"AN HONEST-TO-GOD MAN if ever there was one, General Diego Carvajal, and a lover of literature and the arts, although as he said himself, he didn't learn to read until he was eighteen years old. The life he led, boys! I said. If I started to tell you about him I could keep going all night and we would need more tequila, it would take a whole carton of Los Suicidas mezcal for me to be able to give you some idea of that black hole in the Mexican firmament. The blazing black hole! Jet-black, they said. Jet-black, that's right, boys, I said, jet-black. And one of them said I'll go right now and buy another bottle of tequila. And I said off you go, and drawing energy from the past I got up and hauled myself (like lightning, or the idea of lighting) along the dark hallways of my apartment to the kitchen and I opened all the cupboards in search of an unlikely bottle of Los Suicidas, although I knew very well there weren't any left, muttering and cursing, rummaging among the cans of soup that my sons bring me every so often, among the useless junk, finally accepting the bitter truth, up to my ears in ghosts, and I chose some little things to stave off hunger: a few packages of peanuts, a can of chipotle chilies, a package of crackers, and I brought them back at the speed of a World War I cruiser, a cruiser lost in the mists of some river delta, I don't know, lost, anyway, since the truth is that my steps didn't lead to the living room but to my bedroom. For goodness's sake, Amadeo, I said to myself, you must be drunker than you thought, lost in the fog, with only a little paper lantern hanging from my forward guns, but I didn't panic and I found the way, step by step, tinkling my little bell, ship on the river, warship lost at the mouth of the river of history, an the honest ruth is that by then I was walking as if I were doing the heel-toe step, whether it's still something anyone does I don't know, I hope not, touching the heel of th left foot to the toe of the right and then the heel of the right foot to the toe of the left, a ridiculous step but one that had its day, don't ask me when, probably while Miguel Aleman was president, I danced at some point, we've all done foolish things, and then I heard the door slam and then voices and I said to myself Amadeo stop being an ass and make your way towards the voices, part the mists of this river with your rust-eaten prow and return to your friends, and that's what i did, and I made it to the front room, my arms overflowing with snaks, and the boys were in the front room, sitting there waiting for me, and one of them had brought two bottles of tequila. Ah, what a relief to come into the light, even when it's a shadowy half-light, what a relief to come where it's clear."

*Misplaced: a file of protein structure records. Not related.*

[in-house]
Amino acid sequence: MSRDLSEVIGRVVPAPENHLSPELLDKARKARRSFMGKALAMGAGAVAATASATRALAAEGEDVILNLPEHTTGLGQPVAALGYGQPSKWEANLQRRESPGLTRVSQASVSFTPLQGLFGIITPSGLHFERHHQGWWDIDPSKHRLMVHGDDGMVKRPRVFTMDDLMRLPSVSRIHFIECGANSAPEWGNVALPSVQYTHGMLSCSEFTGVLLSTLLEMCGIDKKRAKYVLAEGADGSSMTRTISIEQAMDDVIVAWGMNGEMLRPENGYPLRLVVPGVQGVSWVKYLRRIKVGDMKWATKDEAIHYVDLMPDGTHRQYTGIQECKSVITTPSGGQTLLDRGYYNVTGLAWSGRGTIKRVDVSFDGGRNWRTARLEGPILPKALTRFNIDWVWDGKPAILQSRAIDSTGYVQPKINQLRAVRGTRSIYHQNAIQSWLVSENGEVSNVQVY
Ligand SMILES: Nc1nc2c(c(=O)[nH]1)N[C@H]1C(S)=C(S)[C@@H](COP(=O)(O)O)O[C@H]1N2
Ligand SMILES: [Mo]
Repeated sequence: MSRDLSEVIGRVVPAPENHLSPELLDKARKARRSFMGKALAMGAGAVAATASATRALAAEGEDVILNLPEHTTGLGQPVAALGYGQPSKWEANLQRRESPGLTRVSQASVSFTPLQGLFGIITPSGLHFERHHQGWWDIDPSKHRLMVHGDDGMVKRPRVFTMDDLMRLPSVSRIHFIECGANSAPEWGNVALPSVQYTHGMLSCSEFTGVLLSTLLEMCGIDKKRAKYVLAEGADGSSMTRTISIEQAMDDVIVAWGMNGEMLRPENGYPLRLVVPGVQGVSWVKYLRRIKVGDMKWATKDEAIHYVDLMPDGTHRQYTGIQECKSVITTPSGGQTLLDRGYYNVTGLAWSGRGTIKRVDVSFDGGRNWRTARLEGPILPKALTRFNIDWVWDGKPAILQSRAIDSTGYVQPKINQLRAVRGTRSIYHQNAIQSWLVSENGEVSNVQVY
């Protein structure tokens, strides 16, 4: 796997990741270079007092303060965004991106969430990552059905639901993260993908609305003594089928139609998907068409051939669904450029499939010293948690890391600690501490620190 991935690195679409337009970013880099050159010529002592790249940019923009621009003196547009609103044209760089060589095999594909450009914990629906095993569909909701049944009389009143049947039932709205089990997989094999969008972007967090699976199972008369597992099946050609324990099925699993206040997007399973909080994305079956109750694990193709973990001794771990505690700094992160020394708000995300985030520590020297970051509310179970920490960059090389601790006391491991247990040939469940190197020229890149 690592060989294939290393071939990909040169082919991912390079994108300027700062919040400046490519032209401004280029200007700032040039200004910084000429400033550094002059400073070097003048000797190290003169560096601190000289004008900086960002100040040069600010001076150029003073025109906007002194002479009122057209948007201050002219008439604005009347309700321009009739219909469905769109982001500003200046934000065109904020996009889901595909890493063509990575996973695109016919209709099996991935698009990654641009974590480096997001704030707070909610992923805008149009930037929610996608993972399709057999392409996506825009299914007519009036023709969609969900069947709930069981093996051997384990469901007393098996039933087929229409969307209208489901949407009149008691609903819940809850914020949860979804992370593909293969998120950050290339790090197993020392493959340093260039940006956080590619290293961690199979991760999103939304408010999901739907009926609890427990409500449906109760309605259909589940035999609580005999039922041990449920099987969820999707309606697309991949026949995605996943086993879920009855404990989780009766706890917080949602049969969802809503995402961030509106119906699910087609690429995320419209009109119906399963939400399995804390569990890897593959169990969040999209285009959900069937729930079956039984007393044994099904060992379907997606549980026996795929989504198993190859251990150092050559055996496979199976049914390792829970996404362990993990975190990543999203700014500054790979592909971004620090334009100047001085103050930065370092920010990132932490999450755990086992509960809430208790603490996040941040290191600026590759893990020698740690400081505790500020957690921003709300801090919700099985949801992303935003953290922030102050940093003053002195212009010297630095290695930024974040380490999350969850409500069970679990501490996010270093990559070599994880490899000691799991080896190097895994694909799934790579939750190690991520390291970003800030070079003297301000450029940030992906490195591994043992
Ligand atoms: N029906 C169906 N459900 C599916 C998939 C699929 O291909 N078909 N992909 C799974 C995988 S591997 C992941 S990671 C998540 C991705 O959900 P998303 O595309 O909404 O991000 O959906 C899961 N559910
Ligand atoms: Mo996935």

-- Roberto Bolaño, The Savage Detectives